Supreme Court: Alcohol distribution law unconstitutional
OKLAHOMA CITY (AP) — A divided Oklahoma Supreme Court on Wednesday ruled that a law requiring the top 25 brands of wine and spirits to be sold to all Oklahoma alcohol wholesalers is unconstitutional.
The 5-4 ruling means alcohol manufacturers can designate a single wholesaler in the state to distribute their products.
A spokesman for the state attorney general's office, Alex Gerszewski, declined comment on the ruling.
The law, sought by small alcohol wholesalers that did not merge with larger out-of-state distributors, was passed by the Legislature and signed in May by Gov. Kevin Stitt. It requires the top brands of wine and spirits to be sold to all Oklahoma alcohol wholesalers.
The law altered a constitutional amendment approved by voters in 2016 allowing manufacturers to choose a single wholesaler, while also allowing the sale of wine and strong beer in grocery and convenience stores and the sale of cold, strong beer in liquor stores.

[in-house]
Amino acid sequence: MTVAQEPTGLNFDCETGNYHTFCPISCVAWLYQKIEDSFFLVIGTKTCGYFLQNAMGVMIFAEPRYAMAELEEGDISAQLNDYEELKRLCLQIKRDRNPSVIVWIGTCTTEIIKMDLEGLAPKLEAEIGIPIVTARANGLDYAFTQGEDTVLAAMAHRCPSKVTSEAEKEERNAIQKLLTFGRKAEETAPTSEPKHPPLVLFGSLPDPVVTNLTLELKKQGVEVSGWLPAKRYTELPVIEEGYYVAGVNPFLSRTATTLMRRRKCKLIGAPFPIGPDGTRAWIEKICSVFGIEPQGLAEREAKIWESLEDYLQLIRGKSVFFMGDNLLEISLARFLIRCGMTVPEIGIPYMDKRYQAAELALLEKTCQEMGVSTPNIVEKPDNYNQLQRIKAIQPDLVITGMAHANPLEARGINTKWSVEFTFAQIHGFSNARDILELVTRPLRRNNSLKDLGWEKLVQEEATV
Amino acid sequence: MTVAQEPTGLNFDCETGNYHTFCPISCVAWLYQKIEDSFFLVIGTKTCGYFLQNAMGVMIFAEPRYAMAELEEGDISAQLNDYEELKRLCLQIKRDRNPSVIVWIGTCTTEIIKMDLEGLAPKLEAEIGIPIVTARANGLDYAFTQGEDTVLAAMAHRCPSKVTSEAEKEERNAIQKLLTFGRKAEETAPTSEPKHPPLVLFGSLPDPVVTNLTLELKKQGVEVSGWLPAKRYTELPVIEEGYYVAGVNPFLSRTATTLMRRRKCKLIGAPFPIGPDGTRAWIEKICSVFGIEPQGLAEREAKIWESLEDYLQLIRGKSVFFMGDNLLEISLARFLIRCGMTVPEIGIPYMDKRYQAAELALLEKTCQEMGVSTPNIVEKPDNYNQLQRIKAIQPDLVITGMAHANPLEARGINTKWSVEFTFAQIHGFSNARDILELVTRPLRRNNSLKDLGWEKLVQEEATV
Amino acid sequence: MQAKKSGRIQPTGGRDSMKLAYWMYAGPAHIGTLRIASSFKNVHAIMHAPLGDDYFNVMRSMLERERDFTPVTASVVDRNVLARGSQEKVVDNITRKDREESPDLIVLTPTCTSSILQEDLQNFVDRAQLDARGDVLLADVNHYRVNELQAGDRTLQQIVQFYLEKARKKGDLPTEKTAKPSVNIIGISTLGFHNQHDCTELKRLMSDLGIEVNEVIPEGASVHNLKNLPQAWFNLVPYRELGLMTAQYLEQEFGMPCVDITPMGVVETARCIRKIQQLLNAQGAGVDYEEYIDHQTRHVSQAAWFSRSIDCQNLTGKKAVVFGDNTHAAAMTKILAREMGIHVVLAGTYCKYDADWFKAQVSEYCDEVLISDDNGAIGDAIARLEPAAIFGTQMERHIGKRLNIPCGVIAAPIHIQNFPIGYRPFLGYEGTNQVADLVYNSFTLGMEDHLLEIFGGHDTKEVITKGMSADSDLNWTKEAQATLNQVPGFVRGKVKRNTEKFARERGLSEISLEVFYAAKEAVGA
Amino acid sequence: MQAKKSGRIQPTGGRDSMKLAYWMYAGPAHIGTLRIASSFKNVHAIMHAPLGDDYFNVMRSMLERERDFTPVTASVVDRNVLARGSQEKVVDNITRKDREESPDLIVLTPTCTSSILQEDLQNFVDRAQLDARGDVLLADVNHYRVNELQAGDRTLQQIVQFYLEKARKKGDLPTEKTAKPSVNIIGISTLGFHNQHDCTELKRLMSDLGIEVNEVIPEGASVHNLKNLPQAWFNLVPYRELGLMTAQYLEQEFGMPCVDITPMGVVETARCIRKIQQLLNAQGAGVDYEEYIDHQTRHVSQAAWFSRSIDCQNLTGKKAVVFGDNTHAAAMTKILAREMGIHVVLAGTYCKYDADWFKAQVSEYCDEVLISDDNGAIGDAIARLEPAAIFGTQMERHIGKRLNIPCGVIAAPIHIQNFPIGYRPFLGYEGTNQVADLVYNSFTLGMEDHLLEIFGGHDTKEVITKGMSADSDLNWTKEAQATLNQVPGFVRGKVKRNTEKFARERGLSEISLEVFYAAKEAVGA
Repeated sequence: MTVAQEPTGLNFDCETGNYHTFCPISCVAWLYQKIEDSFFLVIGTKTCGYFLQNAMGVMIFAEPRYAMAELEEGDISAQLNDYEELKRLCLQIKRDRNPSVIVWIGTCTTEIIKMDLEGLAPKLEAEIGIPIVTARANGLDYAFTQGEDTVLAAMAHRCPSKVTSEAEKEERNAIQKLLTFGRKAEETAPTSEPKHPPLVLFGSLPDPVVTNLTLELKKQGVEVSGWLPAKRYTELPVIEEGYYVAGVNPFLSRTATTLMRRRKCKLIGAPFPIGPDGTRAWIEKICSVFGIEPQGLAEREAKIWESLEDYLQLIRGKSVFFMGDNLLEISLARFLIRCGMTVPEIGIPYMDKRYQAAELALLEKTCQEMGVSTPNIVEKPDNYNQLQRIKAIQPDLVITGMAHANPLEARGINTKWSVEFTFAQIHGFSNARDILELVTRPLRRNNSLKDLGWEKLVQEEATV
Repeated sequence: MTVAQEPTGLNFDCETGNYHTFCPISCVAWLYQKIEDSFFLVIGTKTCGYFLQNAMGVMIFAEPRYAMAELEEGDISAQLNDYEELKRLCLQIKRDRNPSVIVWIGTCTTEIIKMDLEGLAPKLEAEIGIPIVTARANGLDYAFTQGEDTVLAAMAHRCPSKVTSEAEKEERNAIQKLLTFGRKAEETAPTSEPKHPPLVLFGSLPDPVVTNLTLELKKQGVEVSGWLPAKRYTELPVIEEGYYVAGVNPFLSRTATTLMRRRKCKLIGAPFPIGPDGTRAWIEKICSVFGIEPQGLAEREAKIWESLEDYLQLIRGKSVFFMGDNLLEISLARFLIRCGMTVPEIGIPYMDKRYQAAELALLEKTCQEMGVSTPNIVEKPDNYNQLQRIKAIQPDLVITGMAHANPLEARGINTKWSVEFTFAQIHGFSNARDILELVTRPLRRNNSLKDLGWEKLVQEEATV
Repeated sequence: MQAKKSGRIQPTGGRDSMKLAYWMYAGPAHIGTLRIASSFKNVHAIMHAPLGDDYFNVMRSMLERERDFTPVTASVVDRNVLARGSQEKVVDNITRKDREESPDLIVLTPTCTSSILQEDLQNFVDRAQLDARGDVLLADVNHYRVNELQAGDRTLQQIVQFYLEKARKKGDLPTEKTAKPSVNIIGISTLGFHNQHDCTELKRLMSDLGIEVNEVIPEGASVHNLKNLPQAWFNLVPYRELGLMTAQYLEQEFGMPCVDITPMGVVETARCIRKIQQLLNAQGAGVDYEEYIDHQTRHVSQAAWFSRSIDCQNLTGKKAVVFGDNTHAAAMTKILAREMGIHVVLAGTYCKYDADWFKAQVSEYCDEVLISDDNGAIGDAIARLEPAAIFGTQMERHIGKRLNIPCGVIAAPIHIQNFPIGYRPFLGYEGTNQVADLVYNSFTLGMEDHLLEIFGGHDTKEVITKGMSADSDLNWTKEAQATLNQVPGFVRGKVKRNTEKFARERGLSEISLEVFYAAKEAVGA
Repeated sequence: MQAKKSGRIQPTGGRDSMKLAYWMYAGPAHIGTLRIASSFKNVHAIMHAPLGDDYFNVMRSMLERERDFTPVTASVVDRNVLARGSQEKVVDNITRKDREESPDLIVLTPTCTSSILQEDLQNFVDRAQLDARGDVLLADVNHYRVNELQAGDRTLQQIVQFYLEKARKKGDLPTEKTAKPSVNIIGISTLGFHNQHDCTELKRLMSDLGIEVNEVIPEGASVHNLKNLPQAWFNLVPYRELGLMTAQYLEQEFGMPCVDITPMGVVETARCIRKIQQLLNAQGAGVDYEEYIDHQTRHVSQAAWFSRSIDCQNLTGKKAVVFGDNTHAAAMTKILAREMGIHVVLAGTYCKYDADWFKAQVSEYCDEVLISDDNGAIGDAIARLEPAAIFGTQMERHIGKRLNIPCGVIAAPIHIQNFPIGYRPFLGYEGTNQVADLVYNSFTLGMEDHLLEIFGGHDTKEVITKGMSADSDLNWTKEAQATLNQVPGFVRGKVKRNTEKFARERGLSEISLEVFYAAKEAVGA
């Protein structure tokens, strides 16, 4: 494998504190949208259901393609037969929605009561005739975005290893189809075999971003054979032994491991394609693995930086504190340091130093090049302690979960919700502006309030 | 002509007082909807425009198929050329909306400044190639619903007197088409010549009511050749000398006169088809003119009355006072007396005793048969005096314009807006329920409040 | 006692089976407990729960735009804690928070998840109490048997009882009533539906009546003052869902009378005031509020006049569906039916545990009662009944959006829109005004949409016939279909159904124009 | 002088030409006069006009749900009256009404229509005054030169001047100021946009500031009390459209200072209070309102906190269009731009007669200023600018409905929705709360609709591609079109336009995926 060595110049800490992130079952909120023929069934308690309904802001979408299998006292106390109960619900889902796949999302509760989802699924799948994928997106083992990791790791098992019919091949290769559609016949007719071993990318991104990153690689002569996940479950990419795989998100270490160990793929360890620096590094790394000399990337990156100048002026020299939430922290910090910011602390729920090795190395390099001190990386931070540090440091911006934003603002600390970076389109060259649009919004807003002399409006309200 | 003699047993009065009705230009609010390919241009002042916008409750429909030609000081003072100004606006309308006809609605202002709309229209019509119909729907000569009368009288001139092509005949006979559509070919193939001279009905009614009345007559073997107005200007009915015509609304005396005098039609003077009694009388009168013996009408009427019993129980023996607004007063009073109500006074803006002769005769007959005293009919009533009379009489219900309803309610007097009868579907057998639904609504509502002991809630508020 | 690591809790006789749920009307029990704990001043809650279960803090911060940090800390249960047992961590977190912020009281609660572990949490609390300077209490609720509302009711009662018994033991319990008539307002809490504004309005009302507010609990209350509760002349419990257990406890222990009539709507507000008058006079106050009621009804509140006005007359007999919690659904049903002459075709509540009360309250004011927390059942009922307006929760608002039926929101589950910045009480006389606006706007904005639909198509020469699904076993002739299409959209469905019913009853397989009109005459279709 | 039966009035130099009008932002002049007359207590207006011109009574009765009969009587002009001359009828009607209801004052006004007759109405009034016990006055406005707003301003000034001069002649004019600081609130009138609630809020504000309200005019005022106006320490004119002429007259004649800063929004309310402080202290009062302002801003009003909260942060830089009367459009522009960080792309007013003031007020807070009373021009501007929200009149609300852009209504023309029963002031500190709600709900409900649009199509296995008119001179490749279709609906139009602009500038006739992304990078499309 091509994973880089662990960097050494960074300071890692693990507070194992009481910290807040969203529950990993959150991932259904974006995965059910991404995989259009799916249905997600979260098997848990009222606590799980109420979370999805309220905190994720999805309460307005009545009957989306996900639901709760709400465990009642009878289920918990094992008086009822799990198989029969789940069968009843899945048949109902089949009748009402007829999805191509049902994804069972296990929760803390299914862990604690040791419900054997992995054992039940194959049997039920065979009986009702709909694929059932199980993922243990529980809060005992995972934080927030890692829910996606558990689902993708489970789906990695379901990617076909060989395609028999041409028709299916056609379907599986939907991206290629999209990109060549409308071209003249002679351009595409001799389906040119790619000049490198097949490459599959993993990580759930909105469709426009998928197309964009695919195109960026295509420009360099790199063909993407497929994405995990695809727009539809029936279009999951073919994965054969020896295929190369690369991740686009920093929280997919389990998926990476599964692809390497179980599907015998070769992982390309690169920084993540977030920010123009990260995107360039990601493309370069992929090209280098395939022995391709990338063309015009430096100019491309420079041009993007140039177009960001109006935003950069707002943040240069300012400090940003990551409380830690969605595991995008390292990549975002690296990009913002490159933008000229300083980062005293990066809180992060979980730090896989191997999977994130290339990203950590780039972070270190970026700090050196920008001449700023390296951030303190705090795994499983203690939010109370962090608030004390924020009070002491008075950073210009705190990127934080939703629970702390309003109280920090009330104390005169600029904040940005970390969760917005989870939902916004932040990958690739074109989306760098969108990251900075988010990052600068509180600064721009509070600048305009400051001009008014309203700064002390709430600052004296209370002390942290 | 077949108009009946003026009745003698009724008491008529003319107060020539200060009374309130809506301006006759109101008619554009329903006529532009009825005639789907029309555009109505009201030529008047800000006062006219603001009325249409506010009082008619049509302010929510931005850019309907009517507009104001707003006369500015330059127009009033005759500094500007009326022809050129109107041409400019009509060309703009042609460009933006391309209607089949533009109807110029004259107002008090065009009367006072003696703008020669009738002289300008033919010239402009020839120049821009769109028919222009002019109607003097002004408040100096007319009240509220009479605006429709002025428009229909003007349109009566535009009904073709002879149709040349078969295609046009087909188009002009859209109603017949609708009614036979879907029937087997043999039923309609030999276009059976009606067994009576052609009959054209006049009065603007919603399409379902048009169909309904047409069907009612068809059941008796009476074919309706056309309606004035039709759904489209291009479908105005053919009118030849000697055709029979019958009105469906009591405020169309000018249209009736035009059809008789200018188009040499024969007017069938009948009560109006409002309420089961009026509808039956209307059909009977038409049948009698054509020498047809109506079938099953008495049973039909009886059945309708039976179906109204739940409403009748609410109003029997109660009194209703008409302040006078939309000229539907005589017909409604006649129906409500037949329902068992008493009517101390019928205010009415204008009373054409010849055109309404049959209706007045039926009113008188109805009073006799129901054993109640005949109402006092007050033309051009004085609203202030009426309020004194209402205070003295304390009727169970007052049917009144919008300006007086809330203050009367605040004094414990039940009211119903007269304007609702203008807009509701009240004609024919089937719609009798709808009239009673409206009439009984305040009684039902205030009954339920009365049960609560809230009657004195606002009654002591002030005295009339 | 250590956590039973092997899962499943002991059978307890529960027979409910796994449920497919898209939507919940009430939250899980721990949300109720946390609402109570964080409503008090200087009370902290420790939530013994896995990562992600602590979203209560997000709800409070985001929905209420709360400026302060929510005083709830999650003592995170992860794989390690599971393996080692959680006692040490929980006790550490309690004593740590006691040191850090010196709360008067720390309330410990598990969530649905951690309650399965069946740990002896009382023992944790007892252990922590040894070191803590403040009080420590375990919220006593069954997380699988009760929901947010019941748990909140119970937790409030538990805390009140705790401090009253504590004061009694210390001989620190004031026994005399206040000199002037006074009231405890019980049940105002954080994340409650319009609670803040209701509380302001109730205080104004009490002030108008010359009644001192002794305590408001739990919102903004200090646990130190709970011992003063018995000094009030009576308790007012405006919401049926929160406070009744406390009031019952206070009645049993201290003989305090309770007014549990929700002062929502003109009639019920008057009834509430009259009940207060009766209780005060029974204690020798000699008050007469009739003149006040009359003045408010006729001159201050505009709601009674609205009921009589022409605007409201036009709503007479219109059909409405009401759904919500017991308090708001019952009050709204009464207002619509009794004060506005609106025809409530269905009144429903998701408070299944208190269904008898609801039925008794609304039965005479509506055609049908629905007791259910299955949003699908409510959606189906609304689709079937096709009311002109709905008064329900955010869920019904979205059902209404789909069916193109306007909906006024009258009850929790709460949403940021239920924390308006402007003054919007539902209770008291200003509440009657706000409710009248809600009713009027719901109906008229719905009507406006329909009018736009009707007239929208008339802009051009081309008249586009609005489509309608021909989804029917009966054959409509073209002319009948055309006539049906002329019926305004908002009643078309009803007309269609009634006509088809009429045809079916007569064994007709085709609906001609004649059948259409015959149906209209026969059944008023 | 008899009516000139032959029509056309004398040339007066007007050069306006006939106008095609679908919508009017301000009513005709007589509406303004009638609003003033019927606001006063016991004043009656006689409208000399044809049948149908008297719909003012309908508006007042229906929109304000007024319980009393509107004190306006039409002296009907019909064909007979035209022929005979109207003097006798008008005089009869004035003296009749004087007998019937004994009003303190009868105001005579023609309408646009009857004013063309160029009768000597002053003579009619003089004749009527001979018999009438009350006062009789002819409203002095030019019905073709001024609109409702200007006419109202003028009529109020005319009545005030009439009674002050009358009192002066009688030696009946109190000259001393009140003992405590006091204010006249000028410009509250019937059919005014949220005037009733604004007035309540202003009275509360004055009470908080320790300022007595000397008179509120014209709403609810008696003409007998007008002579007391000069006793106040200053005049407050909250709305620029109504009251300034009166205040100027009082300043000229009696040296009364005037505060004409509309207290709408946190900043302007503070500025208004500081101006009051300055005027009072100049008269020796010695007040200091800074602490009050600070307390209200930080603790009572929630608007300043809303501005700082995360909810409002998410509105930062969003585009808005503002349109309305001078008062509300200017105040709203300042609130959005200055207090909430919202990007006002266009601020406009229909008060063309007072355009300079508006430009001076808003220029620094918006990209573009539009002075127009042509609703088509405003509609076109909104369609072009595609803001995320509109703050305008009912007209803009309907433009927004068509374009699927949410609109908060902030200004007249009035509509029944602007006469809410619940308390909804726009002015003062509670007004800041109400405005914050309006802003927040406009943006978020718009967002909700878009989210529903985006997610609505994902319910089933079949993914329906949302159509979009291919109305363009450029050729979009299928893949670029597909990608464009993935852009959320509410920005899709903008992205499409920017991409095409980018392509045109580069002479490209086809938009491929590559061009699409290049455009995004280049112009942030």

The law was challenged by two liquor wholesalers in the state that merged with large national distributors for exclusive distribution rights to the top 25 brands of wines and spirits.
The state Supreme Court's decision upholds an August ruling by District Judge Thomas Prince that the law is unconstitutional.
“The law is clearly, palpably, and plainly inconsistent,” with the constitutional amendment, and “is not a proper use of legislative authority,” Justice James Winchester wrote for the majority.
The ruling does not violate state rules banning monopolies, Winchester wrote.
“The plain language of (the amendment) is not in conflict with with the anti-competitive provisions of the Constitution," he wrote. The amendment itself “allows liquor and wine manufacturers and wholesalers to have exclusive distributorships,” according to the opinion.
Winchester also wrote that the amendment's language is permissive in that it allows wine and spirits manufacturers to sell to more than one wholesaler if they so choose.
“The Legislature's authority to impose such a requirement comes from the constitutional provision itself wherein it requires the Legislature to enact regulatory laws regarding alcoholic beverage sales,” wrote Justice Yvonne Kauger in a dissenting opinion.